As this began getting exposed, Modi resorted to shifting his goalposts. He twisted the entire rationale to that of promoting digitisation, or cashless (later moderated as less-cash) economy. Surprisingly, digital payment companies like Paytm were ready to cash in on this cashless rhetoric. In the absence of cash, some people in urban areas quickly switched to digital payments. This manifest harassment of people was also not spared; it was flaunted as the success of demonetisation. Given the cost of digital transaction (surely Modi knew that his IRCTC, a company under the Railway Ministry, continued to charge 1.8% extra if you used credit card), once the currency is made available, people would revert to their convenient mode of cash transaction. Many people, including me, have given the relative economy with the currency vis-à-vis the digital cash; but when did Modi listen to others’ voices? As the RBI confirms, the level of digital transactions has indeed reached its pre-demonetisation level. Even digitisation of the economy could not help Modi save his demonetisation from being a flop.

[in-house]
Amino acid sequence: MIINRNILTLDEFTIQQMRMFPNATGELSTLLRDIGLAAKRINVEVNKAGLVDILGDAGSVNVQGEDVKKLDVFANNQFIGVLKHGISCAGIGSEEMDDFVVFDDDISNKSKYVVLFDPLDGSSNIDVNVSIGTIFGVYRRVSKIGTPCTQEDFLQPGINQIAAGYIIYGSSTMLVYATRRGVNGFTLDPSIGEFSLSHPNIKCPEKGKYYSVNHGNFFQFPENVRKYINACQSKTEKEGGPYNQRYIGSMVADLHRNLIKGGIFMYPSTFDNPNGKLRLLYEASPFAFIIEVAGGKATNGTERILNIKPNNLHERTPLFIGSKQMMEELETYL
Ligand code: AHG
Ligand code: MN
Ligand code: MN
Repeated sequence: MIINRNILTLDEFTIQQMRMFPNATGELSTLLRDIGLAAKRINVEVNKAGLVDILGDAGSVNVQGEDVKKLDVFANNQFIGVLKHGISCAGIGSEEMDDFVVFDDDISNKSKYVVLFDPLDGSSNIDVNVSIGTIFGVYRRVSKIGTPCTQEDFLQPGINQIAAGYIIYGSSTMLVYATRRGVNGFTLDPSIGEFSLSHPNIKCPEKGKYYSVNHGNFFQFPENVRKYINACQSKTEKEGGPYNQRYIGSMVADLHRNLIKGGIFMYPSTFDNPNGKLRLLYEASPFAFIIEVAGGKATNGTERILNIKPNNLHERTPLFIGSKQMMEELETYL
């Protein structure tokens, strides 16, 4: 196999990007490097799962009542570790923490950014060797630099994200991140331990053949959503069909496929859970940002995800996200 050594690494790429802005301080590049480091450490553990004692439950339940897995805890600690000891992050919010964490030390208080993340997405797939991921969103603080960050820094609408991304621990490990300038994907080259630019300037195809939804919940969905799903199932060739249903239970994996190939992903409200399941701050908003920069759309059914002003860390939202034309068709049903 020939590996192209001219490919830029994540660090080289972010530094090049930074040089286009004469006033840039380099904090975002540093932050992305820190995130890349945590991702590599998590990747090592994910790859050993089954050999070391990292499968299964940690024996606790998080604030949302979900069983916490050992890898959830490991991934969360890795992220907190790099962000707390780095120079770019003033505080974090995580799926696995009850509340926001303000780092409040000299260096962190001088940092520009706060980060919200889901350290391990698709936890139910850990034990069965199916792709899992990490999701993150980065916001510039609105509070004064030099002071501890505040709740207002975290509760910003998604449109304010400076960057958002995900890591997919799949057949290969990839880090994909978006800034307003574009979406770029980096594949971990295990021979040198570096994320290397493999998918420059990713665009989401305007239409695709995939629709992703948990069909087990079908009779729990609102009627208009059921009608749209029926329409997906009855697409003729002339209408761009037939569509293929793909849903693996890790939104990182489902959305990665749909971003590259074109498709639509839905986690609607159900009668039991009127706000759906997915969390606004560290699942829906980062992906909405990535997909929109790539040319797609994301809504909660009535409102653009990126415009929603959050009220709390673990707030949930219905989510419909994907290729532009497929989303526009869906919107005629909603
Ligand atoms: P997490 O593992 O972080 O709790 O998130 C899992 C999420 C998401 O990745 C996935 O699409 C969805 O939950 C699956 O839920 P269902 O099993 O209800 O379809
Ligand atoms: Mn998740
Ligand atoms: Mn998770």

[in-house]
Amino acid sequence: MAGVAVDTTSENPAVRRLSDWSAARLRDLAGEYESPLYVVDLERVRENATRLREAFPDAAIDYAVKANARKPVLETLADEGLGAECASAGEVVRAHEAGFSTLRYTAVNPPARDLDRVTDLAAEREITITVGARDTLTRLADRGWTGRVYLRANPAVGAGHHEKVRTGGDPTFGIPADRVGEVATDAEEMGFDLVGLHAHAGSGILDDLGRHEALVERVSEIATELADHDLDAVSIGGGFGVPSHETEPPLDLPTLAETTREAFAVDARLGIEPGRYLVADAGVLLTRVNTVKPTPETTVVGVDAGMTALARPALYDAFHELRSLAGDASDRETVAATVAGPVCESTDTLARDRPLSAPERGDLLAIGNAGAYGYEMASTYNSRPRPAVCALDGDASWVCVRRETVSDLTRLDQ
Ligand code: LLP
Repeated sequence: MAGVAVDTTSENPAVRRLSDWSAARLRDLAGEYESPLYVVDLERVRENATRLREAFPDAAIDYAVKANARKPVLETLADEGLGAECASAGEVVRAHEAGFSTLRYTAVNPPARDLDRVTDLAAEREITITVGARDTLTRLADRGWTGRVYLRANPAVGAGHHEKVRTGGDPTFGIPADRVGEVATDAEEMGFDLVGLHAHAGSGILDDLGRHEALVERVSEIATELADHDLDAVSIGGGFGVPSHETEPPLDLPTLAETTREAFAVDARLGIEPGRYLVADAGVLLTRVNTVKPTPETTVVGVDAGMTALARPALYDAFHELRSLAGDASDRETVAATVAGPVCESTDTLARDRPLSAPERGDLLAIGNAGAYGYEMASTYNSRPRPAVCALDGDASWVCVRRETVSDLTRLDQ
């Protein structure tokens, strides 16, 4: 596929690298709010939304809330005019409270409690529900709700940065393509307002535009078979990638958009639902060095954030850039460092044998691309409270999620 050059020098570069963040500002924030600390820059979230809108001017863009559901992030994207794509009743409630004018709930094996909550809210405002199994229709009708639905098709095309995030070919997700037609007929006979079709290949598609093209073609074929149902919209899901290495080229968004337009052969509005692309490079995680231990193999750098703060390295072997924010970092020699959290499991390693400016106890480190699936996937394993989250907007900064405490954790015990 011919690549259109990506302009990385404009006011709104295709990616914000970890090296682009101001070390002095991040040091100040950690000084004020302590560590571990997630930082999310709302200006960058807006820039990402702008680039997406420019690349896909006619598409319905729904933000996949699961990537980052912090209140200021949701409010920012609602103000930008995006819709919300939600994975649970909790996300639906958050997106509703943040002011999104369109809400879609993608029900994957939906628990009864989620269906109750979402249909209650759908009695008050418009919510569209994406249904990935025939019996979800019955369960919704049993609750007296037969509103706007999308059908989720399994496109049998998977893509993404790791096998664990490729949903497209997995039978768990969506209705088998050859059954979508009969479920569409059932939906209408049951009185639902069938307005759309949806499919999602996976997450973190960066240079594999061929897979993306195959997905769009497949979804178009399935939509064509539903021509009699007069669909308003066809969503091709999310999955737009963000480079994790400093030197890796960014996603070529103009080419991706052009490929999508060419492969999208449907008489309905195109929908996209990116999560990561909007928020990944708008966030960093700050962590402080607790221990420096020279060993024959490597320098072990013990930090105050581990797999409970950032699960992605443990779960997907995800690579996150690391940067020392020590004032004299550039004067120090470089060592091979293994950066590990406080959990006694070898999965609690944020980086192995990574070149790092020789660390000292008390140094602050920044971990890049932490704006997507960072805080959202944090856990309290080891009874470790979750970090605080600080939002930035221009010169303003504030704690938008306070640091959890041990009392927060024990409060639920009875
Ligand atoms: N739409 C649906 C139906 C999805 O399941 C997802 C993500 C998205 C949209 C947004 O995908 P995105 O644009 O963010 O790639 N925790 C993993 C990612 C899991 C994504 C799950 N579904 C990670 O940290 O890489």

In the absence of any cogent answers to the criticism coming from all quarters, and mounting negative evidence, the Modi-Jaitley duo clutched at every straw to justify their intrinsically stupid decision. In December, Jaitley used supposedly increased indirect and direct tax receipts to claim that demonetisation did not hurt the economy. Later, when the income tax returns data became available, Jaitley and Co. attributed them to the success of demonetisation — until people began showing them bigger growth in number of returns without any demonetisation in previous years. Jaitley conveniently forgot that his own Economic Survey had revealed a weak investment climate and sharp decline in industrial credit off take, the lowest in the last 65 years, which has been showing up in the absence of new capital formation and the rise in job losses. But Goebbels’ disciples will not be deterred by these truths! Even the result of the first quarter after demonetisation, showing a dip in the GDP, did not deter them. In his Independence Day speech from the ramparts of the Red Fort, Modi, with characteristic confidence, made questionable claims, inter alia, about demonetisation having brought the generation of black money to a halt.